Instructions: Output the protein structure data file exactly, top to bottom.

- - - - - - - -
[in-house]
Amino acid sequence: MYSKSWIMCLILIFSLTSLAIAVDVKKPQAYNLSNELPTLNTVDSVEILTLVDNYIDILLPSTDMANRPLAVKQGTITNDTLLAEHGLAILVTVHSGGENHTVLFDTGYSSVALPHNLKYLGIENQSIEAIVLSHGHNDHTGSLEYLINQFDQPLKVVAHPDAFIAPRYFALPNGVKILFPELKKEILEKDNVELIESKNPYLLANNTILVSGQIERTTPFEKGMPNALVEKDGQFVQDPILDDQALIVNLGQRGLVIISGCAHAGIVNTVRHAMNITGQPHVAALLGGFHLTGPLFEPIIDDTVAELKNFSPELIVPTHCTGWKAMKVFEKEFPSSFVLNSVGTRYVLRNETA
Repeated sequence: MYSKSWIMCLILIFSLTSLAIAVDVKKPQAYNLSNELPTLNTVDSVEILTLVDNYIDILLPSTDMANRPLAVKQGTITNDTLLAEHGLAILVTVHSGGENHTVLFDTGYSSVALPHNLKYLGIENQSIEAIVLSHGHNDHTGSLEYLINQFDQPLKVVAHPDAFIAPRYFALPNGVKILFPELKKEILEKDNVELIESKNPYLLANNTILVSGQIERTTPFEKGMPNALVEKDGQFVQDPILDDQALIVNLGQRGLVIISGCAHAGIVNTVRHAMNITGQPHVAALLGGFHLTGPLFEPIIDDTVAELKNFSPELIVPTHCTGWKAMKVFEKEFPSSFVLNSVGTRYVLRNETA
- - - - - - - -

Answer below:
[in-house]
Amino acid sequence: MYSKSWIMCLILIFSLTSLAIAVDVKKPQAYNLSNELPTLNTVDSVEILTLVDNYIDILLPSTDMANRPLAVKQGTITNDTLLAEHGLAILVTVHSGGENHTVLFDTGYSSVALPHNLKYLGIENQSIEAIVLSHGHNDHTGSLEYLINQFDQPLKVVAHPDAFIAPRYFALPNGVKILFPELKKEILEKDNVELIESKNPYLLANNTILVSGQIERTTPFEKGMPNALVEKDGQFVQDPILDDQALIVNLGQRGLVIISGCAHAGIVNTVRHAMNITGQPHVAALLGGFHLTGPLFEPIIDDTVAELKNFSPELIVPTHCTGWKAMKVFEKEFPSSFVLNSVGTRYVLRNETA
Repeated sequence: MYSKSWIMCLILIFSLTSLAIAVDVKKPQAYNLSNELPTLNTVDSVEILTLVDNYIDILLPSTDMANRPLAVKQGTITNDTLLAEHGLAILVTVHSGGENHTVLFDTGYSSVALPHNLKYLGIENQSIEAIVLSHGHNDHTGSLEYLINQFDQPLKVVAHPDAFIAPRYFALPNGVKILFPELKKEILEKDNVELIESKNPYLLANNTILVSGQIERTTPFEKGMPNALVEKDGQFVQDPILDDQALIVNLGQRGLVIISGCAHAGIVNTVRHAMNITGQPHVAALLGGFHLTGPLFEPIIDDTVAELKNFSPELIVPTHCTGWKAMKVFEKEFPSSFVLNSVGTRYVLRNETA